GNC Defends Its Herbal Plus Products as 'Compliant', Reaches Deal with New York AG

gnc-stores778GNC Holdings, owners of the stores that many consumers rely on for health supplements, has reached an agreement with the New York Attorney General regarding the company’s Herbal Plus products, providing New York officials with results of internal tests and those conducted by independent third parties.
At issue is the ingredients of some herbal supplements sold at GNC — as well as at other major retailers across the country.
Last month, the New York State Attorney General’s office sent cease-and-desist letters to GNC, Walgreens, Walmart and Target, ordering them to stop selling some of their store-brand herbal supplements in New York. They include ginseng, St. John’s Wort, echinacea and ginkgo biloba. A bottle of ginkgo biloba at a GNC in Manhattan can cost $16.99.
The cease-and-desist letters from the office of New York Attorney General Eric T. Schneiderman came after officials conducted DNA testing allegedly showing that, overall, just 21 percent of store brand herbal supplements verified DNA from the plants listed on the products’ labels — with 79 percent coming up empty for DNA related to the labeled content or verifying contamination with other plant material.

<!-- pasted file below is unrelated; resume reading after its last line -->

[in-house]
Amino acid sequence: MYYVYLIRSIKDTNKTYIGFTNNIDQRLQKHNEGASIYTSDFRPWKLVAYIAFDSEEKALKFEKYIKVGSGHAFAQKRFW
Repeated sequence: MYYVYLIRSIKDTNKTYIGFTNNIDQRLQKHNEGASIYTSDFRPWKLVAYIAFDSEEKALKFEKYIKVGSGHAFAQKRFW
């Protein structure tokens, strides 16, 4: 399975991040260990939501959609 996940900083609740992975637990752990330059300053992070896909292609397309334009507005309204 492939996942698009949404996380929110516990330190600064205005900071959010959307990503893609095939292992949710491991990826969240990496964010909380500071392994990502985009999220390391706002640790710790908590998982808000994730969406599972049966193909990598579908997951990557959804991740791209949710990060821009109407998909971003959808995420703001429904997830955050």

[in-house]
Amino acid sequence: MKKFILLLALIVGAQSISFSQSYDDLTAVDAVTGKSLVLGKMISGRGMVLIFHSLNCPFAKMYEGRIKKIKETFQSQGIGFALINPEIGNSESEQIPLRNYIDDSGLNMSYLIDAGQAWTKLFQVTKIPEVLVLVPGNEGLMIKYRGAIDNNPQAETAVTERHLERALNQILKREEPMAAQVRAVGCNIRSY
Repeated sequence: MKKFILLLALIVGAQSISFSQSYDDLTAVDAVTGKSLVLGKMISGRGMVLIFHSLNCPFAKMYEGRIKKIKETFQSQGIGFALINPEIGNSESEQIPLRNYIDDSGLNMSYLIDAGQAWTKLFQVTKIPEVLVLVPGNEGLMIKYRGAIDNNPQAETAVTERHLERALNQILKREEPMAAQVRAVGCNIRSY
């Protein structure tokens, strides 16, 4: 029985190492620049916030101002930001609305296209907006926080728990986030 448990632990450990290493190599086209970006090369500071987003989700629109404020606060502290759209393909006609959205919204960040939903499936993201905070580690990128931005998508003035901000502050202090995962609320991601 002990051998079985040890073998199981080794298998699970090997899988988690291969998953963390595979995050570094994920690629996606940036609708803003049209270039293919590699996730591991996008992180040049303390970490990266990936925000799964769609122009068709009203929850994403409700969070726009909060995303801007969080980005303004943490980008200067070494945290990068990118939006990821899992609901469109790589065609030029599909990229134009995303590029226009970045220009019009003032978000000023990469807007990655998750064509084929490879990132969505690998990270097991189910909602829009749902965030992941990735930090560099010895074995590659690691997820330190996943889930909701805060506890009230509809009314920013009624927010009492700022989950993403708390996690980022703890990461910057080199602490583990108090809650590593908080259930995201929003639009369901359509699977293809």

GNC says that its agreement with New York officials “affirms that the relevant GNC products were in full compliance with the federal Food and Drug Administration ‘Current Good Manufacturing Practices’ and acknowledges GNC’s full cooperation with the Attorney General’s inquiries.”
GNC said it has preserved the specific product lots of the five products that were the subject of the New York attorney general’s office investigation “for use in defending the company against the lawsuits that have been filed subsequent to the NYAG’s February 2 letter, despite the fact that there is no prohibition against the sale of such products.”
The cease-and-desist letters, Attorney General Schneiderman requested the companies provide detailed information relating to the production, processing and testing of herbal supplements sold at their stores, along with a thorough explanation of quality control measures in place.
“This investigation makes one thing abundantly clear: the old adage ‘buyer beware’ may be especially true for consumers of herbal supplements,” said Attorney General Schneiderman in a statement last month.

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